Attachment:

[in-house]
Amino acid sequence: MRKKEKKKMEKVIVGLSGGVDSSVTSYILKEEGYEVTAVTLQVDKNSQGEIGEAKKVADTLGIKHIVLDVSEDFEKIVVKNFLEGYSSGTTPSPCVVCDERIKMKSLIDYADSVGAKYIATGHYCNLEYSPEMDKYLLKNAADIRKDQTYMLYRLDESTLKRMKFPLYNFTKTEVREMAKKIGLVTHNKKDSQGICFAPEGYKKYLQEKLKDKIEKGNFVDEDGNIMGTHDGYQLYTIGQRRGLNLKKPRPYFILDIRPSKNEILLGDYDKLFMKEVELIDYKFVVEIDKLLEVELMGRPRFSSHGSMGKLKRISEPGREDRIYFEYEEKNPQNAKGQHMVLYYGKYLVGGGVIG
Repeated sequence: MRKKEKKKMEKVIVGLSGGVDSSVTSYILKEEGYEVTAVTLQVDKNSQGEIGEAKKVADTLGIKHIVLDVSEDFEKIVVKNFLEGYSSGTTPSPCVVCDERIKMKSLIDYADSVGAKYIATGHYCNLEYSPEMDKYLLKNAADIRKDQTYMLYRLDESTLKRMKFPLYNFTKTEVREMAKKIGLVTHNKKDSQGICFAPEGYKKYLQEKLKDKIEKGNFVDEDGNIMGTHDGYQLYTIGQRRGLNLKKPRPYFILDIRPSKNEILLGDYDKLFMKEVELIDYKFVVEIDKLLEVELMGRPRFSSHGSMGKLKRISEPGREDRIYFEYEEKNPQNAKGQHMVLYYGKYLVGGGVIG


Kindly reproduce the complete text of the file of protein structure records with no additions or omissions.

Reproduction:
[in-house]
Amino acid sequence: MRKKEKKKMEKVIVGLSGGVDSSVTSYILKEEGYEVTAVTLQVDKNSQGEIGEAKKVADTLGIKHIVLDVSEDFEKIVVKNFLEGYSSGTTPSPCVVCDERIKMKSLIDYADSVGAKYIATGHYCNLEYSPEMDKYLLKNAADIRKDQTYMLYRLDESTLKRMKFPLYNFTKTEVREMAKKIGLVTHNKKDSQGICFAPEGYKKYLQEKLKDKIEKGNFVDEDGNIMGTHDGYQLYTIGQRRGLNLKKPRPYFILDIRPSKNEILLGDYDKLFMKEVELIDYKFVVEIDKLLEVELMGRPRFSSHGSMGKLKRISEPGREDRIYFEYEEKNPQNAKGQHMVLYYGKYLVGGGVIG
Repeated sequence: MRKKEKKKMEKVIVGLSGGVDSSVTSYILKEEGYEVTAVTLQVDKNSQGEIGEAKKVADTLGIKHIVLDVSEDFEKIVVKNFLEGYSSGTTPSPCVVCDERIKMKSLIDYADSVGAKYIATGHYCNLEYSPEMDKYLLKNAADIRKDQTYMLYRLDESTLKRMKFPLYNFTKTEVREMAKKIGLVTHNKKDSQGICFAPEGYKKYLQEKLKDKIEKGNFVDEDGNIMGTHDGYQLYTIGQRRGLNLKKPRPYFILDIRPSKNEILLGDYDKLFMKEVELIDYKFVVEIDKLLEVELMGRPRFSSHGSMGKLKRISEPGREDRIYFEYEEKNPQNAKGQHMVLYYGKYLVGGGVIG